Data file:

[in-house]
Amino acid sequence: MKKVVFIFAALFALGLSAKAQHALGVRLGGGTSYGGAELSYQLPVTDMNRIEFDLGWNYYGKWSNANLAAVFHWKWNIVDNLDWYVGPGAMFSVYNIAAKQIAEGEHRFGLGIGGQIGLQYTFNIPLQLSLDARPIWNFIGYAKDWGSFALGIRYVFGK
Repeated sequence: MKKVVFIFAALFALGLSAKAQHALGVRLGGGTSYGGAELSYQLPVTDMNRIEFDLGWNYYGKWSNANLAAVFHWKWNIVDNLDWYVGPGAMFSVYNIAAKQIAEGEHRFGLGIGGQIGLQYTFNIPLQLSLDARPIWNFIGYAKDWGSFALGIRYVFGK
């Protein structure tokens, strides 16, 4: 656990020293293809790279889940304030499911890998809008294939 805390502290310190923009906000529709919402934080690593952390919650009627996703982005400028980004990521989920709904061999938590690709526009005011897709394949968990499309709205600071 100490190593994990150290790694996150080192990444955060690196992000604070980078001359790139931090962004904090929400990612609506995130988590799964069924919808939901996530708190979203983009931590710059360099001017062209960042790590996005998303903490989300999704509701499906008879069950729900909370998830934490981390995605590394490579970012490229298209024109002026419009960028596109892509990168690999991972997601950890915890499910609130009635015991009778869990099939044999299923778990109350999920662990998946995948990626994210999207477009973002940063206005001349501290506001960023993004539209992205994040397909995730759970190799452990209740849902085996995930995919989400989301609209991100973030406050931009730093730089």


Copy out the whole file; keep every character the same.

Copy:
[in-house]
Amino acid sequence: MKKVVFIFAALFALGLSAKAQHALGVRLGGGTSYGGAELSYQLPVTDMNRIEFDLGWNYYGKWSNANLAAVFHWKWNIVDNLDWYVGPGAMFSVYNIAAKQIAEGEHRFGLGIGGQIGLQYTFNIPLQLSLDARPIWNFIGYAKDWGSFALGIRYVFGK
Repeated sequence: MKKVVFIFAALFALGLSAKAQHALGVRLGGGTSYGGAELSYQLPVTDMNRIEFDLGWNYYGKWSNANLAAVFHWKWNIVDNLDWYVGPGAMFSVYNIAAKQIAEGEHRFGLGIGGQIGLQYTFNIPLQLSLDARPIWNFIGYAKDWGSFALGIRYVFGK
């Protein structure tokens, strides 16, 4: 656990020293293809790279889940304030499911890998809008294939 805390502290310190923009906000529709919402934080690593952390919650009627996703982005400028980004990521989920709904061999938590690709526009005011897709394949968990499309709205600071 100490190593994990150290790694996150080192990444955060690196992000604070980078001359790139931090962004904090929400990612609506995130988590799964069924919808939901996530708190979203983009931590710059360099001017062209960042790590996005998303903490989300999704509701499906008879069950729900909370998830934490981390995605590394490579970012490229298209024109002026419009960028596109892509990168690999991972997601950890915890499910609130009635015991009778869990099939044999299923778990109350999920662990998946995948990626994210999207477009973002940063206005001349501290506001960023993004539209992205994040397909995730759970190799452990209740849902085996995930995919989400989301609209991100973030406050931009730093730089």